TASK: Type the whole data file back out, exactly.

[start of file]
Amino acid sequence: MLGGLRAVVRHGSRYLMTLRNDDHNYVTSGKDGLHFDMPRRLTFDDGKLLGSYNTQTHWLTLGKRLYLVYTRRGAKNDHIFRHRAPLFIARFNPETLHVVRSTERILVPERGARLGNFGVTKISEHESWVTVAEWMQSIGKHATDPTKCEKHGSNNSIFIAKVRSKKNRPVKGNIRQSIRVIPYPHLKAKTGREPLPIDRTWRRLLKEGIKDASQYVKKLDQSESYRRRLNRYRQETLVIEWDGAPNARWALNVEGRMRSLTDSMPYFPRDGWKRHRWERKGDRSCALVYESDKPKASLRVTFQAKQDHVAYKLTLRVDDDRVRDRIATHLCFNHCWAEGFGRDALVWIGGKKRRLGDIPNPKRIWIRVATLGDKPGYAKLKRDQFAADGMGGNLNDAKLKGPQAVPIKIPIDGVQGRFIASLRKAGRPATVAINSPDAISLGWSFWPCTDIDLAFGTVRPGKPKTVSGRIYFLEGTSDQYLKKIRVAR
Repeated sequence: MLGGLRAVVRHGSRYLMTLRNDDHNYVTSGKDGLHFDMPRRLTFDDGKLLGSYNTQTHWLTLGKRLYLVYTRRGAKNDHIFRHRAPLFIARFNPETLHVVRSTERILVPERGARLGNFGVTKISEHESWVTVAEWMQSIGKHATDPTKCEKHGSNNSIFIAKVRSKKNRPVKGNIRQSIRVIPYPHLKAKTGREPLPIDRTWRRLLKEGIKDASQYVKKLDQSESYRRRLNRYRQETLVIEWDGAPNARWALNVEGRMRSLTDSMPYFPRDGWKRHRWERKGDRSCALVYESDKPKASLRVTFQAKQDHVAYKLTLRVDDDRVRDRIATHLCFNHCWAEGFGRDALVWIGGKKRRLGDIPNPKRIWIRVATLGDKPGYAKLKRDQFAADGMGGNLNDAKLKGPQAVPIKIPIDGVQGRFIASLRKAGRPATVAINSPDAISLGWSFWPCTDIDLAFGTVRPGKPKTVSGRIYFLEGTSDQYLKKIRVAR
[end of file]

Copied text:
Amino acid sequence: MLGGLRAVVRHGSRYLMTLRNDDHNYVTSGKDGLHFDMPRRLTFDDGKLLGSYNTQTHWLTLGKRLYLVYTRRGAKNDHIFRHRAPLFIARFNPETLHVVRSTERILVPERGARLGNFGVTKISEHESWVTVAEWMQSIGKHATDPTKCEKHGSNNSIFIAKVRSKKNRPVKGNIRQSIRVIPYPHLKAKTGREPLPIDRTWRRLLKEGIKDASQYVKKLDQSESYRRRLNRYRQETLVIEWDGAPNARWALNVEGRMRSLTDSMPYFPRDGWKRHRWERKGDRSCALVYESDKPKASLRVTFQAKQDHVAYKLTLRVDDDRVRDRIATHLCFNHCWAEGFGRDALVWIGGKKRRLGDIPNPKRIWIRVATLGDKPGYAKLKRDQFAADGMGGNLNDAKLKGPQAVPIKIPIDGVQGRFIASLRKAGRPATVAINSPDAISLGWSFWPCTDIDLAFGTVRPGKPKTVSGRIYFLEGTSDQYLKKIRVAR
Repeated sequence: MLGGLRAVVRHGSRYLMTLRNDDHNYVTSGKDGLHFDMPRRLTFDDGKLLGSYNTQTHWLTLGKRLYLVYTRRGAKNDHIFRHRAPLFIARFNPETLHVVRSTERILVPERGARLGNFGVTKISEHESWVTVAEWMQSIGKHATDPTKCEKHGSNNSIFIAKVRSKKNRPVKGNIRQSIRVIPYPHLKAKTGREPLPIDRTWRRLLKEGIKDASQYVKKLDQSESYRRRLNRYRQETLVIEWDGAPNARWALNVEGRMRSLTDSMPYFPRDGWKRHRWERKGDRSCALVYESDKPKASLRVTFQAKQDHVAYKLTLRVDDDRVRDRIATHLCFNHCWAEGFGRDALVWIGGKKRRLGDIPNPKRIWIRVATLGDKPGYAKLKRDQFAADGMGGNLNDAKLKGPQAVPIKIPIDGVQGRFIASLRKAGRPATVAINSPDAISLGWSFWPCTDIDLAFGTVRPGKPKTVSGRIYFLEGTSDQYLKKIRVAR